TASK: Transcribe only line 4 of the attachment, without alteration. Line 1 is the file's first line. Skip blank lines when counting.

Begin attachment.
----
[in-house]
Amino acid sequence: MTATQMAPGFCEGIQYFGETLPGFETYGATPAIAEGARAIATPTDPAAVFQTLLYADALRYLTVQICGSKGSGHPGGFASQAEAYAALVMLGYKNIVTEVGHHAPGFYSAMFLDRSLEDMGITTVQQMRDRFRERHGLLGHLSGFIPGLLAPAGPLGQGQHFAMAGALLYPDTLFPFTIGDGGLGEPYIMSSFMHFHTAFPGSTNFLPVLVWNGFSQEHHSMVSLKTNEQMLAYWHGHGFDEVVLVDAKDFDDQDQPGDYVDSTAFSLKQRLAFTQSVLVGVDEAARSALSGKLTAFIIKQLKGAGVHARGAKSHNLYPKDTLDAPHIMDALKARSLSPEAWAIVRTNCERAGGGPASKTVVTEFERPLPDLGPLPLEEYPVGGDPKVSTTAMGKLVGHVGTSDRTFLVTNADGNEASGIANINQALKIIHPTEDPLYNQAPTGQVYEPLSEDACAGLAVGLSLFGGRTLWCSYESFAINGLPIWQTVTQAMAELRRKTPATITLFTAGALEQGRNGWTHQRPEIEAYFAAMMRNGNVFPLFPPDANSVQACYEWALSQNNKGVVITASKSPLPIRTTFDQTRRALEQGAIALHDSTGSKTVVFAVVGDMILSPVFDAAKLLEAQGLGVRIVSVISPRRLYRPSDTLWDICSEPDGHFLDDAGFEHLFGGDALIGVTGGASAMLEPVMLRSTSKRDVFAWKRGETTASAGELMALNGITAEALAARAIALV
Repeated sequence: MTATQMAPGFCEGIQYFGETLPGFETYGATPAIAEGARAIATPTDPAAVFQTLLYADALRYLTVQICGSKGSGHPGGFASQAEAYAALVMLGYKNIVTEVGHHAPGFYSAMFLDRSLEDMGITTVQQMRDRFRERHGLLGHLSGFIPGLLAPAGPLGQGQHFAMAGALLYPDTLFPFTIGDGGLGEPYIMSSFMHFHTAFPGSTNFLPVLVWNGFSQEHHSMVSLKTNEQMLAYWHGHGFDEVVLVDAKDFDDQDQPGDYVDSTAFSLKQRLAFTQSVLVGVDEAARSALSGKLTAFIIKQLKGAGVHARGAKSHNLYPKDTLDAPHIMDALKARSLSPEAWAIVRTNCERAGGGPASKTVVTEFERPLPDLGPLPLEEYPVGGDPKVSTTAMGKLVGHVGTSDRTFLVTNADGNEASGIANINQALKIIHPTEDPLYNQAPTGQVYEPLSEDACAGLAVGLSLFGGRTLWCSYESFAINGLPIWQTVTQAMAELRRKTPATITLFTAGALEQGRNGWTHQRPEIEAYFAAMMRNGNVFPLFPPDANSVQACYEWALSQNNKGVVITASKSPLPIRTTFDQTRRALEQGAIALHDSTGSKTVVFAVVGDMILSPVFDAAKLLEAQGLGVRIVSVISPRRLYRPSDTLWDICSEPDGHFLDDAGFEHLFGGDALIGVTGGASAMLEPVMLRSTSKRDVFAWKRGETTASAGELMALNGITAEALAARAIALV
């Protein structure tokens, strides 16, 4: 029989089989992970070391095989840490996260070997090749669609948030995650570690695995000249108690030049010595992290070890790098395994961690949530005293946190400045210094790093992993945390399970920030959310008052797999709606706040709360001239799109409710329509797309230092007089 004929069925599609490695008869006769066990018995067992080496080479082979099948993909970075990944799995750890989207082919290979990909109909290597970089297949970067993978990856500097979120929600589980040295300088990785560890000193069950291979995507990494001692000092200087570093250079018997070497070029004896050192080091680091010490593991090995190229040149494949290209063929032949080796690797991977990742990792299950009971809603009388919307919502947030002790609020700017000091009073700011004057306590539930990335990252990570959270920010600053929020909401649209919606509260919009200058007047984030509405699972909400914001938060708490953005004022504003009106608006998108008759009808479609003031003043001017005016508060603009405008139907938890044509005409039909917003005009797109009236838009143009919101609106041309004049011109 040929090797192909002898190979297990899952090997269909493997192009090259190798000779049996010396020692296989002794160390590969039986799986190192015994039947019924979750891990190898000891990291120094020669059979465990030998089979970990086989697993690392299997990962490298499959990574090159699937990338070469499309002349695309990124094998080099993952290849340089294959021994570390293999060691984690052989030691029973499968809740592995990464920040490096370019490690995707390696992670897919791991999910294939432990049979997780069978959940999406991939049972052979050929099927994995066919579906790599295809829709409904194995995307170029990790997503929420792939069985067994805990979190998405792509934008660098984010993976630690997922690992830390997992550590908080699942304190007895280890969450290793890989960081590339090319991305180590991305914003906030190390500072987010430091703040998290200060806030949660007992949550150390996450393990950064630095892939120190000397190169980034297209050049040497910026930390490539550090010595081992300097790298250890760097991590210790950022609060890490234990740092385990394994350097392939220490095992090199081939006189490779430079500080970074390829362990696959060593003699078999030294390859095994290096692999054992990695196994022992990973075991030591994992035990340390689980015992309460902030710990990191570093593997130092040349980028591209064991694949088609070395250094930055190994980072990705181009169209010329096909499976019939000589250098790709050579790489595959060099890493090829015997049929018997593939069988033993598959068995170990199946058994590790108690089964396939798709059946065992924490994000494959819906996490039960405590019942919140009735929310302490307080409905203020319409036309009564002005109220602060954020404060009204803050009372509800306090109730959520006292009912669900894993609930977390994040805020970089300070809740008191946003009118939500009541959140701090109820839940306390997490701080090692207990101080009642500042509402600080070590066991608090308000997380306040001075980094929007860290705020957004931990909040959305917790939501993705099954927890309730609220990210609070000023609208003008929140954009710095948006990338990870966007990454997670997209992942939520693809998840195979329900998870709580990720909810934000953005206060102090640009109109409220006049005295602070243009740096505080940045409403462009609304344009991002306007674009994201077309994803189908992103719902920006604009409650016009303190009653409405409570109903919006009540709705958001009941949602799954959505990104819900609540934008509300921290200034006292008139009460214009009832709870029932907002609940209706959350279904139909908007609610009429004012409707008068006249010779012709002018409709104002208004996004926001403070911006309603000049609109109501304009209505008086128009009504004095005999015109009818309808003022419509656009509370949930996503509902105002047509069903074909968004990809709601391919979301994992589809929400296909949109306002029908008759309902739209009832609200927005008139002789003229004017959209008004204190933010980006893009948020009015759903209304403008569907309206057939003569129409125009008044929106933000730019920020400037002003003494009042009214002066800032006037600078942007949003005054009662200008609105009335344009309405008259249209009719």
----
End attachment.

């Protein structure tokens, strides 16, 4: 029989089989992970070391095989840490996260070997090749669609948030995650570690695995000249108690030049010595992290070890790098395994961690949530005293946190400045210094790093992993945390399970920030959310008052797999709606706040709360001239799109409710329509797309230092007089 004929069925599609490695008869006769066990018995067992080496080479082979099948993909970075990944799995750890989207082919290979990909109909290597970089297949970067993978990856500097979120929600589980040295300088990785560890000193069950291979995507990494001692000092200087570093250079018997070497070029004896050192080091680091010490593991090995190229040149494949290209063929032949080796690797991977990742990792299950009971809603009388919307919502947030002790609020700017000091009073700011004057306590539930990335990252990570959270920010600053929020909401649209919606509260919009200058007047984030509405699972909400914001938060708490953005004022504003009106608006998108008759009808479609003031003043001017005016508060603009405008139907938890044509005409039909917003005009797109009236838009143009919101609106041309004049011109 040929090797192909002898190979297990899952090997269909493997192009090259190798000779049996010396020692296989002794160390590969039986799986190192015994039947019924979750891990190898000891990291120094020669059979465990030998089979970990086989697993690392299997990962490298499959990574090159699937990338070469499309002349695309990124094998080099993952290849340089294959021994570390293999060691984690052989030691029973499968809740592995990464920040490096370019490690995707390696992670897919791991999910294939432990049979997780069978959940999406991939049972052979050929099927994995066919579906790599295809829709409904194995995307170029990790997503929420792939069985067994805990979190998405792509934008660098984010993976630690997922690992830390997992550590908080699942304190007895280890969450290793890989960081590339090319991305180590991305914003906030190390500072987010430091703040998290200060806030949660007992949550150390996450393990950064630095892939120190000397190169980034297209050049040497910026930390490539550090010595081992300097790298250890760097991590210790950022609060890490234990740092385990394994350097392939220490095992090199081939006189490779430079500080970074390829362990696959060593003699078999030294390859095994290096692999054992990695196994022992990973075991030591994992035990340390689980015992309460902030710990990191570093593997130092040349980028591209064991694949088609070395250094930055190994980072990705181009169209010329096909499976019939000589250098790709050579790489595959060099890493090829015997049929018997593939069988033993598959068995170990199946058994590790108690089964396939798709059946065992924490994000494959819906996490039960405590019942919140009735929310302490307080409905203020319409036309009564002005109220602060954020404060009204803050009372509800306090109730959520006292009912669900894993609930977390994040805020970089300070809740008191946003009118939500009541959140701090109820839940306390997490701080090692207990101080009642500042509402600080070590066991608090308000997380306040001075980094929007860290705020957004931990909040959305917790939501993705099954927890309730609220990210609070000023609208003008929140954009710095948006990338990870966007990454997670997209992942939520693809998840195979329900998870709580990720909810934000953005206060102090640009109109409220006049005295602070243009740096505080940045409403462009609304344009991002306007674009994201077309994803189908992103719902920006604009409650016009303190009653409405409570109903919006009540709705958001009941949602799954959505990104819900609540934008509300921290200034006292008139009460214009009832709870029932907002609940209706959350279904139909908007609610009429004012409707008068006249010779012709002018409709104002208004996004926001403070911006309603000049609109109501304009209505008086128009009504004095005999015109009818309808003022419509656009509370949930996503509902105002047509069903074909968004990809709601391919979301994992589809929400296909949109306002029908008759309902739209009832609200927005008139002789003229004017959209008004204190933010980006893009948020009015759903209304403008569907309206057939003569129409125009008044929106933000730019920020400037002003003494009042009214002066800032006037600078942007949003005054009662200008609105009335344009309405008259249209009719």